The Entombment, however, is one of the most complete and perfect pictorial compositions in the world. In the perfect disposition and balance of line and masses; in the beauty of light and shade and color and atmosphere; in the rendering of texture and the modeling; in fact, in all those things which go to make a perfect pictorial effect, this picture is superb. Then, above all, the scene is rendered with such sure dramatic instinct—there is nothing theatrical or forced about it, all is so truly dignified and noble in its strong emotion and action—that one need not wonder that this picture greatly influenced succeeding arL It is surely one of Titian’s greatest efforts. The Assumption has been placed as one of the twelve pictures of the world, and it deservedly holds a high rank. The noble, beautifully powerful figure of the Virgin, as it is impelled upward surrounded by angels, the agitated group of disciples and apostles beneath, the swimming glorious light in which the All Father soars, and the beauty and grace of the glorifying angels are all given with incomparable power.
Titian’s portraits are wonderful in close characterization of personality. The cunning fox-like face and bent form of his portrait of Pope Paul III. is an instance. Where his subjects will allow, he endows them with a courtly dignity and high breeding, as for instance his Catherine Cornaro, in the Uffizi, and the famous Donna Bella, in the Pitti Gallery. These show a wonderful rendering of textures and management of light and shade, and they look out at us from the canvas with a stately, dignified life.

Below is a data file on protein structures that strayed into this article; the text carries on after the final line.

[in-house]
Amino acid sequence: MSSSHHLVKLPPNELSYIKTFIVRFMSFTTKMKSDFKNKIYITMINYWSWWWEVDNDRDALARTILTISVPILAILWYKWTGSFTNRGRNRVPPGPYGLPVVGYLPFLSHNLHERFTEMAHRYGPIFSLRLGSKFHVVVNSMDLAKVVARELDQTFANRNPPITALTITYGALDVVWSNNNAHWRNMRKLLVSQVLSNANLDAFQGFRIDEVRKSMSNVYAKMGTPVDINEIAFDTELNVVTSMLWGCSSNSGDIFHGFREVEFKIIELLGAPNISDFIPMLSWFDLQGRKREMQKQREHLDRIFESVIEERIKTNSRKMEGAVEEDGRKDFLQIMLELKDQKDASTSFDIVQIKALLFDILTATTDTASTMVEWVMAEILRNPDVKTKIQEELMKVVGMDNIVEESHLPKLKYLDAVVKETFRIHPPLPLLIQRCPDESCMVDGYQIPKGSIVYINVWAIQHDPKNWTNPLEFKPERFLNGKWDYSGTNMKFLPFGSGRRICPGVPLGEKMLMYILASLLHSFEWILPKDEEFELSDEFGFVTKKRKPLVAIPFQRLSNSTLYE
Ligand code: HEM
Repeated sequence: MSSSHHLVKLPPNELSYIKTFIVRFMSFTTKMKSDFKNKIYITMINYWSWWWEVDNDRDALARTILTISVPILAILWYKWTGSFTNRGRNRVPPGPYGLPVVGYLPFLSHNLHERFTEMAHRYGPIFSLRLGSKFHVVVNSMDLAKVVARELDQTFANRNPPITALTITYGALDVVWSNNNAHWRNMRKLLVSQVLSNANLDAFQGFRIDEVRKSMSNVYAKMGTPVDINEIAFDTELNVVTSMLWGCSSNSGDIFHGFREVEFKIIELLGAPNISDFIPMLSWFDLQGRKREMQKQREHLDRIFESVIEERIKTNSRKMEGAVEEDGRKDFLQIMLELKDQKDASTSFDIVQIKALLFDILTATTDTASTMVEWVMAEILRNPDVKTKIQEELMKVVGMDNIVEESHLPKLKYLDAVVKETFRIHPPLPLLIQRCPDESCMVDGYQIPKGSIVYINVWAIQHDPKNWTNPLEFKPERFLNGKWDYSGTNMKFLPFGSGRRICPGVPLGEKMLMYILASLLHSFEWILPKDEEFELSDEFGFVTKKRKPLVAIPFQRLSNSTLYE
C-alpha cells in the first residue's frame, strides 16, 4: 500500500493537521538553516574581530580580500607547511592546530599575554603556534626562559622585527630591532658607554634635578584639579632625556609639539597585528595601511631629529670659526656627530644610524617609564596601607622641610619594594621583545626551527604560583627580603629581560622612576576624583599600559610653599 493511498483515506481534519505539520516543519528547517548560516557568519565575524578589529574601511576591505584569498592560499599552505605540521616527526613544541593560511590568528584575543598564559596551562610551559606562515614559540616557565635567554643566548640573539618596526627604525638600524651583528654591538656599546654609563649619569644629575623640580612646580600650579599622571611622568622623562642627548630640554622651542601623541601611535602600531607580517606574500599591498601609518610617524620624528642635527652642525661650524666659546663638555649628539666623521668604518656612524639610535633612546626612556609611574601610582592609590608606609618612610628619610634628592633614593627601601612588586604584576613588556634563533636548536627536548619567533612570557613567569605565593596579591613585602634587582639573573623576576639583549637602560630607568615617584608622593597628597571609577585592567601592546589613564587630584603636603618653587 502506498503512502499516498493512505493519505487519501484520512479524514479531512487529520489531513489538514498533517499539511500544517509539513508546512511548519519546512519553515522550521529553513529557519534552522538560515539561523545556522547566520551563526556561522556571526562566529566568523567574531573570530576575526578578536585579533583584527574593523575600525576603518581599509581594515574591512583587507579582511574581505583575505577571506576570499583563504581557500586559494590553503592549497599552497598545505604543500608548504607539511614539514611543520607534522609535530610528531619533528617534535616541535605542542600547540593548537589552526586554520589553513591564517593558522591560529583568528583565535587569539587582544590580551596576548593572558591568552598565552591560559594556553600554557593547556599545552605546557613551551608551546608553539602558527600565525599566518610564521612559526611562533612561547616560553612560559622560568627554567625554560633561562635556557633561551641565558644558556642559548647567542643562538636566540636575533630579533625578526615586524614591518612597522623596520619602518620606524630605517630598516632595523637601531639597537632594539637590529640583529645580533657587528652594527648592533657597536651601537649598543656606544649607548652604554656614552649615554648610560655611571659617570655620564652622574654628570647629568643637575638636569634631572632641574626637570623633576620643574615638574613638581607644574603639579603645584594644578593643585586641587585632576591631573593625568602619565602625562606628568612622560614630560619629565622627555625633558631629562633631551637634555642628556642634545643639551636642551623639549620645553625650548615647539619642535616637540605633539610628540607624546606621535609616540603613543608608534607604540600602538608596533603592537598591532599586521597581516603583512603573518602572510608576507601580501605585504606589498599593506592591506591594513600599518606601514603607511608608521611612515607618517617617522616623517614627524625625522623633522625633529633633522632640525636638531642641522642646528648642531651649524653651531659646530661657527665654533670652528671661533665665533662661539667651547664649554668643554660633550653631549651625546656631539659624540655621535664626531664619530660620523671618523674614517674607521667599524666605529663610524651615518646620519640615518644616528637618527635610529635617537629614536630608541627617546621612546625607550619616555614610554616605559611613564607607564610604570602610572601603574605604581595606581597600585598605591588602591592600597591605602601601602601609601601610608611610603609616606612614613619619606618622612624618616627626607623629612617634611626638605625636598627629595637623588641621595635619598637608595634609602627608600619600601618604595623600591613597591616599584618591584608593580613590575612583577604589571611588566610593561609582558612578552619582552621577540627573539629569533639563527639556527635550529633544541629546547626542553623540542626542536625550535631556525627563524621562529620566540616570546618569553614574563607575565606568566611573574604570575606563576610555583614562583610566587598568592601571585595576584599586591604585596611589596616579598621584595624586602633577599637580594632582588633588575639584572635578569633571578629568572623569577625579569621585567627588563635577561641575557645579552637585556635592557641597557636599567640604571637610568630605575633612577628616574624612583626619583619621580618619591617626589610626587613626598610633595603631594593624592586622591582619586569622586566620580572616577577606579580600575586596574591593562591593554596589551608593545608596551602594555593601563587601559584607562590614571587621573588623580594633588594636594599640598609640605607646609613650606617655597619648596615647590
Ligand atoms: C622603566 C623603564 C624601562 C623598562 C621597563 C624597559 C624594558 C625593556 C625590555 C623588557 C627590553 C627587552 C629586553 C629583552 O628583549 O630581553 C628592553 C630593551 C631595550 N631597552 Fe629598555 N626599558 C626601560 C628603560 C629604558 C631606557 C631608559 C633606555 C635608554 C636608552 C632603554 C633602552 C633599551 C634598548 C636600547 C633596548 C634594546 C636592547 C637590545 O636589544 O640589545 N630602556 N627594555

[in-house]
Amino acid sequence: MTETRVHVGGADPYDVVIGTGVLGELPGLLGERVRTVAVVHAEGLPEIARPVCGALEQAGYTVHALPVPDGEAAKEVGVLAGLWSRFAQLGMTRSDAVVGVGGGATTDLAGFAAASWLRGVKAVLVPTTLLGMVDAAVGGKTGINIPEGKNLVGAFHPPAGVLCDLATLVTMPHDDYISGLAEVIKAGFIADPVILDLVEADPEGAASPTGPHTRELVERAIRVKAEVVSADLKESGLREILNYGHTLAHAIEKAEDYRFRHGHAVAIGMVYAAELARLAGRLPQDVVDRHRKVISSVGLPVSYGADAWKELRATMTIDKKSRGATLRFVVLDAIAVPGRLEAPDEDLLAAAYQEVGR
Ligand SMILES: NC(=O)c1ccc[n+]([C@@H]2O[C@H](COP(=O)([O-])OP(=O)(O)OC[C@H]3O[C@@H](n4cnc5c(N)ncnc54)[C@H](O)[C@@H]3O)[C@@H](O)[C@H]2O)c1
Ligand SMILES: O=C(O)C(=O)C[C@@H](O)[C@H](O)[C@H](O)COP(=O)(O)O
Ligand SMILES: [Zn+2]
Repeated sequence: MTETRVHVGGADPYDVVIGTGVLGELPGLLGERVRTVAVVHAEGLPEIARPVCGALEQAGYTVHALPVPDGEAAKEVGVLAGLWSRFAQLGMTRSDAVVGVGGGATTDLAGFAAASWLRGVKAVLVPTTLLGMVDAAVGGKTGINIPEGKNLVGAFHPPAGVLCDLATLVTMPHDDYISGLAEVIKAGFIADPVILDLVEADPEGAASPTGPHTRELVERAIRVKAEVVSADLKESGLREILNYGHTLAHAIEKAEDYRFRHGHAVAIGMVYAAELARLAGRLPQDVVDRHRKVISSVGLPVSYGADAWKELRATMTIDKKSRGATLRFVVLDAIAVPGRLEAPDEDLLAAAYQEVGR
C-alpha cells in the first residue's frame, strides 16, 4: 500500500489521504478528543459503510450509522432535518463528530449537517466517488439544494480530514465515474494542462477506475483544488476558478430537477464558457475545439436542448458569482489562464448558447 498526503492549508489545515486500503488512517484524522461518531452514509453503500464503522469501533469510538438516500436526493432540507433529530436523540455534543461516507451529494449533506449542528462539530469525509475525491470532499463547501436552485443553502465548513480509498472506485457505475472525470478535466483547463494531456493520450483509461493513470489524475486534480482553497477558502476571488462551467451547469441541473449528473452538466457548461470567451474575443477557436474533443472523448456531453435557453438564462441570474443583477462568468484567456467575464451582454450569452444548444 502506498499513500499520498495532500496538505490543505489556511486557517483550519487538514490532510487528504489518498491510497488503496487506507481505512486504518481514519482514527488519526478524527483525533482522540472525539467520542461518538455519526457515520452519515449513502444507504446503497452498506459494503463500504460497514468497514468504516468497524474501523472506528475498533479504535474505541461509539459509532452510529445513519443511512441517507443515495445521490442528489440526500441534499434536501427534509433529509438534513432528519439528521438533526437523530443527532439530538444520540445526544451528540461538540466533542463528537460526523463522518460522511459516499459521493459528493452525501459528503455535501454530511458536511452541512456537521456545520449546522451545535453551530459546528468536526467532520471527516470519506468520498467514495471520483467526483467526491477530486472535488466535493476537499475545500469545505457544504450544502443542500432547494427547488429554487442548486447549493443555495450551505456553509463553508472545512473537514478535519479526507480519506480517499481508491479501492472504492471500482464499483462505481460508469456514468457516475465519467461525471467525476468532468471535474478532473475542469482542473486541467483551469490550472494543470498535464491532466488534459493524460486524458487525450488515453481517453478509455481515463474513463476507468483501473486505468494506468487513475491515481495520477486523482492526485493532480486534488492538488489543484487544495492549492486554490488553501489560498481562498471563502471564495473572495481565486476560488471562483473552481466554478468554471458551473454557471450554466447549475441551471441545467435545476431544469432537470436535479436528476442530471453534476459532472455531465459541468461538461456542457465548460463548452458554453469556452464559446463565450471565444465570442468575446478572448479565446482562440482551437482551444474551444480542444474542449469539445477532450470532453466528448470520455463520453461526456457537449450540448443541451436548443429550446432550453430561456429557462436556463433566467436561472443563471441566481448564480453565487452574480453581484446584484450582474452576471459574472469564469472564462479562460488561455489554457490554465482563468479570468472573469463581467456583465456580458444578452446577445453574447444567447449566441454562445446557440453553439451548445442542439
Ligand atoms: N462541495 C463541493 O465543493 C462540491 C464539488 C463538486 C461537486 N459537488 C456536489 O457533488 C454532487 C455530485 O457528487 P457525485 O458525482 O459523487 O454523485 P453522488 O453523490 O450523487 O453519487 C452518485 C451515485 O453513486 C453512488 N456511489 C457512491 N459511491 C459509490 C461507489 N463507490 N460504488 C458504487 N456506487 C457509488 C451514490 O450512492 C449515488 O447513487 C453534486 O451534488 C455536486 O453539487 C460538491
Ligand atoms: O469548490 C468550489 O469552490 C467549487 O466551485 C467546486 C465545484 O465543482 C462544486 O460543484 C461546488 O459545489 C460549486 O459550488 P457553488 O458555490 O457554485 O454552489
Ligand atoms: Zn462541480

The Young Man with the Glove, in the Louvre, is remarkable for depth of feeling and an intensely felt personality. Titian also painted allegorical figures which appear to have been portraits. The well-known Flora, in the Uffizi, is an example of this. It is a wonderful rendering of soft, living flesh and rounded form, of shining curls of hair and rich drapery; and there is a depth and dignity about it altogether charming. Titian painted several pictures of Emperor Charles V. It was while painting one of these portraits at Augsburg that the incident occurred which has been so often related. Titian was then seventy years old. He is said to have dropped his brush, whereupon Charles picked it up and presented it to the painter, who made many excuses; but Charles replied that “Titian was worthy of being served by Caesar.’’